So I got something approaching a proper reply from mail.com. (If
you don’t know what I’m talking about, I wrote about it in January,
but suffice to say that they promised me a free-for-life email forwarding
service, and then told me they were charging for it.) Here it is in
full, with annotations:
This is already a huge improvement on anything I’ve received from
them in the past: my very first email from mail.com personally addressed
Thank you for contacting Mail.com regarding our email forwarding
Recently, Mail.com initiated a new policy which reclassified
forwarding service as a premium feature. Therefore, effective the
referenced in our original notice to users, all currently existing
of the free email service must now subscribe to this premium forwarding
feature if they would like to continue to have their email forwarded
an email account outside the Mail.com network.
Well, they certainly understand the problem.
In accordance with the User
is our position that this change in service terms does not have any
impact whatsoever on the original promise of a free, permanent email
address made by Mail.com, Inc., and that any and all claims that attempt
to extend the notion of a free email account to a free forwarding
service are misguided.
My, what a long sentence! Smells like it was drafted by a lawyer
What they don’t mention is that I never consented to the User Agreement.
I signed up with iname before it merged with mail.com, and as far
as I know I never had to click through any legalese at all. (The internet
was far more innocent then.)
The idea that "any and all claims that attempt to extend the
notion of a free email account to a free forwarding service are misguided"
is hilarious; even the idea that I’m attempting to extend anything
is pretty laughable. When I signed up for the iname service, a free
email account and a free forwarding service were coterminous. There
WAS nothing else: web-based email systems had not yet arrived on the
scene. The irony here is that it’s mail.com doing the extending: it’s
their attempt to extend the notion of a free email account to a free
way of accessing one’s email over the web which is misguided. I know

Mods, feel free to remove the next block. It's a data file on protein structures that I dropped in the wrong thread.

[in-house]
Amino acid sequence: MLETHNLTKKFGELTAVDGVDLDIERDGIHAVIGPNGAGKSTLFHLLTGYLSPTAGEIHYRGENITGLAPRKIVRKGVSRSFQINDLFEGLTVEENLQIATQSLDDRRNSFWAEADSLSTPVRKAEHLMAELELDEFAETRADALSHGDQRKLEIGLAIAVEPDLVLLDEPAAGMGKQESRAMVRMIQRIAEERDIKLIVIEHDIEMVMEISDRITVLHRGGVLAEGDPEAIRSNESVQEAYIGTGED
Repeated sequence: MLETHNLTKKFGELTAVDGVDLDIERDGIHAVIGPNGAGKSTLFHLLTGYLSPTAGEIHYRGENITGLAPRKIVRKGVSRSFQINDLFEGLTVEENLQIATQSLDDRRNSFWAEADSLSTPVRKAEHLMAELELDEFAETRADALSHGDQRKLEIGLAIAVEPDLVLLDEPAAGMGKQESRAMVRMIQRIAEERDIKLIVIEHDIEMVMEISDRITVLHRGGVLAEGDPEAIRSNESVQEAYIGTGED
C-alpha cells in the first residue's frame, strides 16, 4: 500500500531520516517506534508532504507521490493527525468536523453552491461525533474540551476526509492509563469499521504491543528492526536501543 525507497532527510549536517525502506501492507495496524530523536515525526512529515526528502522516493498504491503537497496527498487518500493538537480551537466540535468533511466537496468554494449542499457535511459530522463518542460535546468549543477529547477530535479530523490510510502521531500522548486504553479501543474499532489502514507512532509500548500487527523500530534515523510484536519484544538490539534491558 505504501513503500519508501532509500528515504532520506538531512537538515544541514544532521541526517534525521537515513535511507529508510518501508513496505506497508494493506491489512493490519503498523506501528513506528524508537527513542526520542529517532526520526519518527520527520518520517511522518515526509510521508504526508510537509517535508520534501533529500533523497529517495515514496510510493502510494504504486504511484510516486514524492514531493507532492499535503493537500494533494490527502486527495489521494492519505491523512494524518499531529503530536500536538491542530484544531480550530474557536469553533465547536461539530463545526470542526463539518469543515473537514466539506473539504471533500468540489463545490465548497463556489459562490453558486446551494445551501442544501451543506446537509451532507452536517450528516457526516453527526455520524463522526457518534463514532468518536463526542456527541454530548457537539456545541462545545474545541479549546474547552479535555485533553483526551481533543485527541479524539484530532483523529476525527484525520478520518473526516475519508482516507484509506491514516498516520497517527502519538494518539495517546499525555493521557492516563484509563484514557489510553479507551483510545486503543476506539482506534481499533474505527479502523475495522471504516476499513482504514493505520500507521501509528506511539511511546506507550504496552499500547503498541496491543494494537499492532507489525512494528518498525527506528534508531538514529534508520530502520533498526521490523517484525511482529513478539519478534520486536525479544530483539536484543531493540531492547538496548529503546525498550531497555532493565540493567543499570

that internet newbies these days tend not to understand that there’s
a lot more to the internet than the web, but mail.com is surely no
internet newbie. What use, for instance, would mail.com’s service
be to my sister when she moves to Antarctica later this year? She
will have email access, but no web access. And what about blind people
who find it a lot easier to read emails than web pages?
Rest assured, your email account in and of itself
remains a free, permanent account. As you know, Mail.com’s business
based on an advertising network; that is, the more users we have that
regularly login to their accounts from the home page, the more valuable
advertising space on our site becomes. We therefore value all of our
users, whether they are free account holders or premium users. Given
current market conditions, we have determined that making the forwarding
service a pay service is essential to the continued existence of the
Mail.com service. We believe this change will help ensure that we
continue to bring you the benefits of a free basic email account now
in the foreseeable future.
Wow, breaking their promise to their clients is essential to their
continued existence? I’d better change my email address anyway: I
don’t hold out much hope for their continued existence in that case.
Given the challenge of increasing the number of people using their
email service, they chose to do so not by making it better but by
making it worse.
Both Microsoft and Yahoo have wildly popular free web-based email
systems. Mail.com had two edges over them: it had a large range of
domain names to choose from, and it offered free email forwarding.
Now it only has one edge. They’ve given up a huge advantage: a lot
of people, like me, hate web-based email. We consider it slow and
clunky with insufficient functionality; you can’t even store all your
old emails. There are lots of very good email clients out there, and
a lot of them are free. Why give all that up and migrate to a web-based
email system? Someone isn’t thinking straight here, and I’m pretty
sure it’s mail.com.